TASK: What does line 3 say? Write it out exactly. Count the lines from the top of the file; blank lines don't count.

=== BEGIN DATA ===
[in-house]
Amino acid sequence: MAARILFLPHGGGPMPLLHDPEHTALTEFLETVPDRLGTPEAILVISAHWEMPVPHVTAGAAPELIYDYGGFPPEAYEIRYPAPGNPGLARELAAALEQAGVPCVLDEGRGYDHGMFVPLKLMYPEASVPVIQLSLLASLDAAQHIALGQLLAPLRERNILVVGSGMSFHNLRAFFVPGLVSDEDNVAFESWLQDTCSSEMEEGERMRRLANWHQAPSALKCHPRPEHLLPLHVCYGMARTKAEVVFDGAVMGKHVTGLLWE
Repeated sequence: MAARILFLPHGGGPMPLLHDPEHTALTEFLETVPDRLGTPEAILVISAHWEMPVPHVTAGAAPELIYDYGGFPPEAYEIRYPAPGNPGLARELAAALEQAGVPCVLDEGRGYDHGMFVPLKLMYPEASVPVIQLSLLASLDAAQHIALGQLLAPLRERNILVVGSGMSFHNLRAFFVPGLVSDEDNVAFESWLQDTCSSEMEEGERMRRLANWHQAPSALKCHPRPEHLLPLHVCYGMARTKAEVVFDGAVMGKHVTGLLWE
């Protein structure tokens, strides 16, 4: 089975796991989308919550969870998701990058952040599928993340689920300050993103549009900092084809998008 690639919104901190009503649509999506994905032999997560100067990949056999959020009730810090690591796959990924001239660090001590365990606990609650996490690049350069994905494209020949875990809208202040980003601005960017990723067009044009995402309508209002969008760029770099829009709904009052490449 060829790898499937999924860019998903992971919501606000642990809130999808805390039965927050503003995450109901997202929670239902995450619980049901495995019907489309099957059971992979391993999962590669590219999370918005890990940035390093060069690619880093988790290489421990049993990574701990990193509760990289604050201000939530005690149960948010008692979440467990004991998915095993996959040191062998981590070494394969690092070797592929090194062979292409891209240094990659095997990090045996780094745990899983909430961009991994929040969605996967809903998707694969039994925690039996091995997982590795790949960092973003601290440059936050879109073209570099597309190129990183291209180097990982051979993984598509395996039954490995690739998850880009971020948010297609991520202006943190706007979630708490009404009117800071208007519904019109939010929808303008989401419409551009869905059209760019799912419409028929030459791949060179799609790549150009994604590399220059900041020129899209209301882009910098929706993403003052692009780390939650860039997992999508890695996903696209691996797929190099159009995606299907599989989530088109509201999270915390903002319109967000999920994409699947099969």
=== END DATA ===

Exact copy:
Repeated sequence: MAARILFLPHGGGPMPLLHDPEHTALTEFLETVPDRLGTPEAILVISAHWEMPVPHVTAGAAPELIYDYGGFPPEAYEIRYPAPGNPGLARELAAALEQAGVPCVLDEGRGYDHGMFVPLKLMYPEASVPVIQLSLLASLDAAQHIALGQLLAPLRERNILVVGSGMSFHNLRAFFVPGLVSDEDNVAFESWLQDTCSSEMEEGERMRRLANWHQAPSALKCHPRPEHLLPLHVCYGMARTKAEVVFDGAVMGKHVTGLLWE